Quick & Dirty Sentiment
A short write up for quick and dirty sentiment classification and models.
- Data with Labels
Basic idea about what is being done:
- Make word vectors out of corpus text
- Use word vectors to form sentence/document vector
- Apply ML classifiers to the word vectors to build a model
I will be making use of data set found on kaggle, you can download it here. Since this is a quick and dirty approach we will omit the text preprocessing part such as stop words removal etc. But just a reminder
In Natural Language Processing (NLP) 90% of the work is preprocessing — Some Researcher
Lets start by reading the data from the csv/tsv file.
# Read csv file using pandas
train = pd.read_csv("data/train.csv")
# Create an empty list to store the tokens
corpus = 
for p in train.Phrase:
Once the data is read we will store the data in a list (corpus). The next step would be to create word vectors we will be using gensim package for the purpose. Have a look at the below code
# Create a word vector model with vectors of dimensions 25
model = Word2Vec(corpus, min_count=1, size=25)
# Save the model in a file
The vector space model will give us vectors that would look something like this:
# Output showing vector for word 'escapades'
In : model["escapades"]
array([ 0.01912756, 0.11313001, 0.05706277, 0.05470243, -0.07171227,
-0.00395091, 0.01398386, 0.01066697, 0.01835706, 0.16320878,
-0.09950776, 0.02733932, 0.0118545 , -0.00124337, 0.02434457,
-0.11922658, -0.00507172, -0.12057459, -0.00341248, -0.01090243,
-0.00488957, 0.0275436 , -0.0614472 , 0.05964575, -0.00052632], dtype=float32)
The vector is nothing but a mathematical representation of the occurrence of the word ‘escapades’ in the corpus.
The best part about having word vectors is we can play with them, simply by adding or subtracting or performing various algebraic operation between multiple vectors.
The next step is to build document vectors there can be many ways to do this, I will simply be adding the vectors to for a document vector.
For e.g. “This is sentence” we will simply add the individual vectors for each word. As seen below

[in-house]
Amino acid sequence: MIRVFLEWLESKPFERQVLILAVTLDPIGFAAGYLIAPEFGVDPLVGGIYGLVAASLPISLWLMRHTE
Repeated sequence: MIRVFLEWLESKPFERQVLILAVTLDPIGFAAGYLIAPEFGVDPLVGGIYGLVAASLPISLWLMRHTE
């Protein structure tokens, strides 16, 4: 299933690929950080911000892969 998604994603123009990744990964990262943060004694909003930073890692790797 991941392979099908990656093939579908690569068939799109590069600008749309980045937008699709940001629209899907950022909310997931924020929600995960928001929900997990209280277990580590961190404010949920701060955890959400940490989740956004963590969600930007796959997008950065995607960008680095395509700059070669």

Now store these in some form of dictionary.
pvecs = dict()
for r in train.iterrows():
sid = r["SentenceId"]
phvec = sum([model[x] for x in r["Phrase"].split()])
pvecs[sid] = phvec
The above code does the job of calculating the sentence/phrase vectors and store those in a dictionary called pvecs.
After we have pvecs lets create a data frame which is more intuitive to a data scientist with features and label column. The below code does the job of creating the pvdf data frame.
# Convert the dictionary into a dataframe
pvdf = pd.DataFrame.from_dict(pvecs, orient='index')
# Rename columns
pvdf.columns = ["feat_"+str(x) for x in range(1,26)]
# Add sentiment lable to pvdf
pvdf["label"] = train.Sentiment
The data frame will look something like this.
Now we can use our favourite python package ‘scikit learn’ to build a classification model. Lets do that…
# Define and train a classifier
clf = svm.SVC()
That feels good ain’t it? Awesome, our classifier is trained, now time to test it. Lets get our test dataset out.
Before we do that there is one thing we missed we had our labels as 0,1,2,3.. but we never discussed what they meant here,
0 — negative
1 — somewhat negative
2 — neutral
3 — somewhat positive
4 — positive
Time to test, the below code takes a test phrase and classifies its sentiment.
# 'An intermittently pleasing but mostly routine effort .'
# Lets create a phrase vector
y = pd.DataFrame(sum([model[x] for x in test.Phrase.split()])).transpose()
# Make the final prediction
# outputs 2 => neutral
You can go ahead and try out a few more examples. The code can be found on github here.
That's all folks!